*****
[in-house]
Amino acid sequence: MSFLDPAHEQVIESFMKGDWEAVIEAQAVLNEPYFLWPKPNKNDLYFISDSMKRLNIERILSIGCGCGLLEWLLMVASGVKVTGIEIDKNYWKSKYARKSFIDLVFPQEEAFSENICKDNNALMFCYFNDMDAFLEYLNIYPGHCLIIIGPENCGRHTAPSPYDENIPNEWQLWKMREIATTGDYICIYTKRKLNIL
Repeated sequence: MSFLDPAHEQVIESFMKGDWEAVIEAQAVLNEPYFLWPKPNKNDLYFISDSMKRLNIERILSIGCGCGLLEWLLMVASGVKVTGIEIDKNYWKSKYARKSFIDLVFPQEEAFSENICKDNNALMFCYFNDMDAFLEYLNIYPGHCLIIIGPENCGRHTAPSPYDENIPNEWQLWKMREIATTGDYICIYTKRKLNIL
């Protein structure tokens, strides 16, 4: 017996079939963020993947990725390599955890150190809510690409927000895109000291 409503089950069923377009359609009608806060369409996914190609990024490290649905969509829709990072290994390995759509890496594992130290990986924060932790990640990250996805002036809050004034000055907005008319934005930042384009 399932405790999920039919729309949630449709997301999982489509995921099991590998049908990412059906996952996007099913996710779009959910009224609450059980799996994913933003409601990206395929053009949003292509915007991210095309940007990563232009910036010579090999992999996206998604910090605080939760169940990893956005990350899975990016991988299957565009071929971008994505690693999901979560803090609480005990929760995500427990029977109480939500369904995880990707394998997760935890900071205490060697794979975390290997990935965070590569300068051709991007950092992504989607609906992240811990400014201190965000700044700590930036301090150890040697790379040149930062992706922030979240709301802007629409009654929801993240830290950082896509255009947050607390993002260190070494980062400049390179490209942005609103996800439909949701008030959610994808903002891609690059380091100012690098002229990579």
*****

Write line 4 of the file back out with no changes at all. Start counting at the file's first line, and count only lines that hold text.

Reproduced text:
């Protein structure tokens, strides 16, 4: 017996079939963020993947990725390599955890150190809510690409927000895109000291 409503089950069923377009359609009608806060369409996914190609990024490290649905969509829709990072290994390995759509890496594992130290990986924060932790990640990250996805002036809050004034000055907005008319934005930042384009 399932405790999920039919729309949630449709997301999982489509995921099991590998049908990412059906996952996007099913996710779009959910009224609450059980799996994913933003409601990206395929053009949003292509915007991210095309940007990563232009910036010579090999992999996206998604910090605080939760169940990893956005990350899975990016991988299957565009071929971008994505690693999901979560803090609480005990929760995500427990029977109480939500369904995880990707394998997760935890900071205490060697794979975390290997990935965070590569300068051709991007950092992504989607609906992240811990400014201190965000700044700590930036301090150890040697790379040149930062992706922030979240709301802007629409009654929801993240830290950082896509255009947050607390993002260190070494980062400049390179490209942005609103996800439909949701008030959610994808903002891609690059380091100012690098002229990579």